Northern lights … not your typical midnight sky pollution. The bright sprawling lights of the aurora across a dark sky are actually collisions between electrically charged particles from the sun that enter the earth’s atmosphere. The lights are seen above the sources of magnetic poles of the northern and southern hemispheres. They are known as ‘Aurora borealis’ in the north and ‘Aurora australis’ in the south, so there are northern lights and southern lights. As you might imagine, they are easiest to see from areas closer to the north and south poles, but once in a while they are predicted in our northwestern states.
Auroral colors can vary, but pale green and pink are the most common. Shades of red, yellow, green, blue, and violet have been reported. The lights appear in many styles including arcs, vertical light curtains or long rays of light belts that glow in the darkness.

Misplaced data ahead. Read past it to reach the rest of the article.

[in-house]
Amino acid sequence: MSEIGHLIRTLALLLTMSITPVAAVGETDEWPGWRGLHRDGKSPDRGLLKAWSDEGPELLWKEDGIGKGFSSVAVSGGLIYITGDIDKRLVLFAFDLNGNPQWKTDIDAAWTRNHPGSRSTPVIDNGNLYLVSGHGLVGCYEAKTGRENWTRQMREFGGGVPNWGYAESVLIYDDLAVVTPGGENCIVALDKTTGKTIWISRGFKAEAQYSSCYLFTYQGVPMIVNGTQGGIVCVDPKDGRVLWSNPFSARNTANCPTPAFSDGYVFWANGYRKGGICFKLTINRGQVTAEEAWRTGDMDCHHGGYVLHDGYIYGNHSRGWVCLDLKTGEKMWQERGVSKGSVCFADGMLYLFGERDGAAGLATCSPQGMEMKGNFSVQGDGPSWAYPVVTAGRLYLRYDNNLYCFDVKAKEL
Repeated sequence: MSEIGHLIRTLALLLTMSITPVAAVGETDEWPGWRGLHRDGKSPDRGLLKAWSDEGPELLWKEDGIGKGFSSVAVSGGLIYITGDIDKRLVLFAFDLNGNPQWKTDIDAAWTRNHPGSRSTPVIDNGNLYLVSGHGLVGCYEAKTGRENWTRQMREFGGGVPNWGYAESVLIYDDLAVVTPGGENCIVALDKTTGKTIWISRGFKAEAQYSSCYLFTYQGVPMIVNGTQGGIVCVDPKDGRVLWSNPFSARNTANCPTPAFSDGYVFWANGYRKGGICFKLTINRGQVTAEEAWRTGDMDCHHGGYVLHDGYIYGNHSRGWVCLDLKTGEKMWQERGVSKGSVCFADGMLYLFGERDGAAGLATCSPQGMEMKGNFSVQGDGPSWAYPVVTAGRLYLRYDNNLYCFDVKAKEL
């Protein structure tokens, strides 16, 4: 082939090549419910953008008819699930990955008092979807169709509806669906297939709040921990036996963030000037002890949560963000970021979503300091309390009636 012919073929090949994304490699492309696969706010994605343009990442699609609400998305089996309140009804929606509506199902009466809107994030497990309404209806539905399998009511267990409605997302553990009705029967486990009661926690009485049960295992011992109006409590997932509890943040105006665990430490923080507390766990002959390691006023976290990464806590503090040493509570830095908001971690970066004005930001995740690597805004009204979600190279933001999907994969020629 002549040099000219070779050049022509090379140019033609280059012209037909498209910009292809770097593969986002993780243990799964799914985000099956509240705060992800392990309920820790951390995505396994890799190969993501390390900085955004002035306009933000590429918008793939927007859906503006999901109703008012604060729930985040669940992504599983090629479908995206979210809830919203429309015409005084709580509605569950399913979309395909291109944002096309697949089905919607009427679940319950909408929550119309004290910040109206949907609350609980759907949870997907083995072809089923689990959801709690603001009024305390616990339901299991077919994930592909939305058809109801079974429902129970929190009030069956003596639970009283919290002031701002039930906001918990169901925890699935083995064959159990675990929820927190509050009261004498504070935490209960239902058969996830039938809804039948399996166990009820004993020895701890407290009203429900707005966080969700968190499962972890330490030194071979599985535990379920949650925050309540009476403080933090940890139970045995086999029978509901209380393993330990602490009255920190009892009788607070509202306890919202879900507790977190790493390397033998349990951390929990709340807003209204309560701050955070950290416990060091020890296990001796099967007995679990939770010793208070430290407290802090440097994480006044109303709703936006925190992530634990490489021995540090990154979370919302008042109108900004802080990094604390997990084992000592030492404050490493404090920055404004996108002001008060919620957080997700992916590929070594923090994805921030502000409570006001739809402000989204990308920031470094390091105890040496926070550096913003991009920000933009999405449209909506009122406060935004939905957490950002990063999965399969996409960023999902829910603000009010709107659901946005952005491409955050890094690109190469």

The Menominee Indians in the mid west believed that the lights were the presence of the spirits of great hunters and fishermen. The Inuit of Alaska believed that the lights were the spirits of the animals they hunted. Other aboriginal peoples believed that the lights were the spirits of their people.